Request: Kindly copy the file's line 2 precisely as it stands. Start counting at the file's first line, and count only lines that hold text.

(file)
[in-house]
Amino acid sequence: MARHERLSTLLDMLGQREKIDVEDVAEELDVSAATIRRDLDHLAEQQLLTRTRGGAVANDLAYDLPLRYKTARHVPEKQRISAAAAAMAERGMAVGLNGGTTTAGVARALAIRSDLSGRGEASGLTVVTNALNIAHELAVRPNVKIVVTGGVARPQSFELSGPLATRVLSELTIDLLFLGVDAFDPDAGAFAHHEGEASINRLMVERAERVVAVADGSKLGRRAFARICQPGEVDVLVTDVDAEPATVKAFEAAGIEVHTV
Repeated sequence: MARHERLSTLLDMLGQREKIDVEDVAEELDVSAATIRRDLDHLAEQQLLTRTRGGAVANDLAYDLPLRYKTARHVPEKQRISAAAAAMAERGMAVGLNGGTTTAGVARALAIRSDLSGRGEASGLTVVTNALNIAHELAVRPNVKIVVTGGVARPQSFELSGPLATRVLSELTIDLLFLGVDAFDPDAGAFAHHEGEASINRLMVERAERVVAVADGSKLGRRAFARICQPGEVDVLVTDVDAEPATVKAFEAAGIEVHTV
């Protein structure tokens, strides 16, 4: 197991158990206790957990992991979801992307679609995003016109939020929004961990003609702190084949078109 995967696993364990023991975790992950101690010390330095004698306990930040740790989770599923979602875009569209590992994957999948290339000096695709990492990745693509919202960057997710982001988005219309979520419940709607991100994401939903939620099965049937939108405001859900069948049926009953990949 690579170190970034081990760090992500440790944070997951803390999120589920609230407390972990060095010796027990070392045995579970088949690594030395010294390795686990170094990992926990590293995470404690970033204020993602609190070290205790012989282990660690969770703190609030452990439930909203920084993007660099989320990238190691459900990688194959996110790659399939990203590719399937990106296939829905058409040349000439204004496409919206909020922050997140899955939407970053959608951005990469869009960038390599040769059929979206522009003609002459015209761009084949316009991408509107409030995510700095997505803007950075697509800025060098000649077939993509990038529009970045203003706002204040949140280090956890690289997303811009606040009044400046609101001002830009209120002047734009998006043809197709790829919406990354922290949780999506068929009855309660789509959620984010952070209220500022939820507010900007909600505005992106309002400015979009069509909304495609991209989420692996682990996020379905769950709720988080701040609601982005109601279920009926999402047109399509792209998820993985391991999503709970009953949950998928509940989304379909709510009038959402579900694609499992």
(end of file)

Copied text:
Amino acid sequence: MARHERLSTLLDMLGQREKIDVEDVAEELDVSAATIRRDLDHLAEQQLLTRTRGGAVANDLAYDLPLRYKTARHVPEKQRISAAAAAMAERGMAVGLNGGTTTAGVARALAIRSDLSGRGEASGLTVVTNALNIAHELAVRPNVKIVVTGGVARPQSFELSGPLATRVLSELTIDLLFLGVDAFDPDAGAFAHHEGEASINRLMVERAERVVAVADGSKLGRRAFARICQPGEVDVLVTDVDAEPATVKAFEAAGIEVHTV